Center Of Attention: Lawrence’s Breakout Year Helped Lead Ridgefield To Breakout Season


Rebecca Lawrence (left) celebrates with a teammate after winning the FCIAC championship last month. (Photo: J. Gregory Raymond)

Rebecca Lawrence (left) celebrates with a teammate after winning the FCIAC championship last month. (Photo: J. Gregory Raymond)

RIDGEFIELD — Perhaps the best way to think of Rebecca Lawrence is as a contemporary basketball version of a Swiss Army Knife, an all-in-one tool who led Ridgefield to one of the best seasons in team history.

Want a 15-foot jumper? Check. An inside stop? Check. A putback or blocked shot? Check-check.

“I always talk about a special prepare,” said Tom DiMarzo, who in his first season led the Tigers to their first FCIAC title since 1996. “There are certain players you have to have a special prepare for, and Rebecca is one of them. Do you have someone 6-3 who can step out and shoot or block shots? Tiana England is a special prepare. Rebecca poses that for certain teams.”

Ask opposing coaches to name the top players in what was a stacked FCIAC this season, and Lawrence’s name is at the top of a list that includes England, Stamford’s star guard, Greenwich’s Abbie Wolf and Wilton’s Erin Cunningham.

Lawrence, a junior, finished the season averaging 15 points, 10 rebounds and 4.5 blocks, numbers that only partially measure her ability to dominate.

“The big thing for me is to be humble,” Lawrence said. “I don’t go out not to score 20 points. If I could score 20 points, I would. I don’t want to be a ballhog or make my game sloppy just to get more points in the book. I don’t want to be a showoff or ever put myself ahead of the team. It puts a bad light. I don’t want them to look at me and say she has a big ego. I want them to say she’s a good player and she deserves it.”

That sentiment is a consensual view, both inside and outside the program. Ridgefield won games where Lawrence was at center stage or ceded it to her many talented teammates.

In the FCIAC championship win over Greenwich, Lawrence scored seven straight points in the first quarter, then was held scoreless until the final quarter, when her eight points helped seal the win and earned her most valuable player honors.

Lawrence can influence a game without shooting, though that is often not in the Tigers’ best benefit.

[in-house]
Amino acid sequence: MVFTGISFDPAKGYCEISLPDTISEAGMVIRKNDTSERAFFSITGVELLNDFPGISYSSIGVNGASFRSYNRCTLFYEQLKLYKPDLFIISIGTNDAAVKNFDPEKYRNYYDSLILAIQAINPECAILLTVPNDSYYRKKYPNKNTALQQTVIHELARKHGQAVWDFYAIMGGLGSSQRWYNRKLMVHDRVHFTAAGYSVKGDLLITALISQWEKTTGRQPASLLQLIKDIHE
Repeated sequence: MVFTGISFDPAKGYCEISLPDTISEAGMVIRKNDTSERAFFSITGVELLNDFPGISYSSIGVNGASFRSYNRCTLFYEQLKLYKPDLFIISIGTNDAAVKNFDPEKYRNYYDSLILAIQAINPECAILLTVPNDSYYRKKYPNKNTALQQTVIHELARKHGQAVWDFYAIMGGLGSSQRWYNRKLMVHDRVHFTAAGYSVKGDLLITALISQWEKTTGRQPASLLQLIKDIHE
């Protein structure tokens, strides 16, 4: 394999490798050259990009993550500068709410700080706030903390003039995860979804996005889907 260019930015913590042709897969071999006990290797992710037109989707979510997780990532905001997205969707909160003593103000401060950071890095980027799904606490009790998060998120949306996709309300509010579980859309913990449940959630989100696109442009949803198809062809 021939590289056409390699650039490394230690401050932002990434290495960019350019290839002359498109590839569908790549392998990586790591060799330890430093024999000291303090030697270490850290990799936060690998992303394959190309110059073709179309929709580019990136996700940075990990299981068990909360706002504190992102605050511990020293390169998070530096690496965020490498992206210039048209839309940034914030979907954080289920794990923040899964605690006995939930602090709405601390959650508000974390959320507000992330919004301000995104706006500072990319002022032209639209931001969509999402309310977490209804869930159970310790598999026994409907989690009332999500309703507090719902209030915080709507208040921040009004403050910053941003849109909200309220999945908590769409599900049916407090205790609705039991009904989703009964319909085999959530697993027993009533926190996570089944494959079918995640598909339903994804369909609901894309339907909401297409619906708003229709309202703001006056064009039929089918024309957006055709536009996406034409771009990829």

“When we won that was the best feeling,” Lawrence said. “Everyone was so happy and screaming. That’s the goal we really wanted. From the first day Coach was saying lets hang a banner this year.”

Ridgefield was considered a preseason contender last year, but got off to a slow start, facing and losing to just about all the other teams that would qualify for the league playoffs in the opening weeks. It never recovered.

“I felt we came into the season too cocky and expected that it would just come to us and just win,” Lawrence said. “That’s not the way it happened.”

A 15-point performance made Ridgefield's Rebecca Lawrence the MVP of the conference final. (Photo: J. Gregory Raymond)

A 15-point performance made Ridgefield’s Rebecca Lawrence the MVP of the conference final. (Photo: J. Gregory Raymond)

That humbling memory, and the arrival of DiMarzo, who had spent five season with the school’s boys program, proved the right tonic.

“Coach DiMarzo gets so fired up,” Lawrence said with a smile. “His feeling rubbed off on us and we want to work hard for him and ourselves. He has a completely different coaching style than what we were used to. It was a style I was looking for, so I was happy from the start.”

The Tigers finished as the fifth seed in the FCIAC Tournament, the result of tiebreakers and a top-heavy league. But their position belied their talent level, as they proved by defeating first Wilton and then Greenwich, the two preseason favorites.

It has been a great winter for Lawrence, who in November gave a verbal commitment to play at Delaware.

“It is early but it doesn’t feel early,” Lawrence explained. “My process started early. I started getting recruited my freshman year.”

Lawrence said a decision wasn’t on her radar until she fell in love with Delaware, the coaching staff and team members and decided there was no reason to prolong her choice.

Lawrence credits Scott Nails, her AAU coach, with seeing her potential to be an outside threat and diversifying her game from that of a more conventional post player.

“He kept telling me about the potential I had that I didn’t know I had,” Lawrence said. “He thought I was a pretty good outside shooter. Now I have the confidence to take them.”

DiMarzo thinks back to the start of the season and is unsurprised by what Lawrence accomplished.

“The first day of practice you could see the energy,” he said. “She won every sprint.”

The Tigers will come into next season targeted by what should again be a deep league. The one-two punch of Lawrence and point guard Jess Camarda, plus a skilled group of complementary players, will give the team a different kind of motivation than what greeted them this past November.

“This team is getting recognized so much more,” Lawrence said. “We were kind of like a bottom team with potential. Now we showed we did have the potential. I think it will be cool next year that people will be preparing for us. I want to keep this reputation. I don’t want this year to be a fluke.”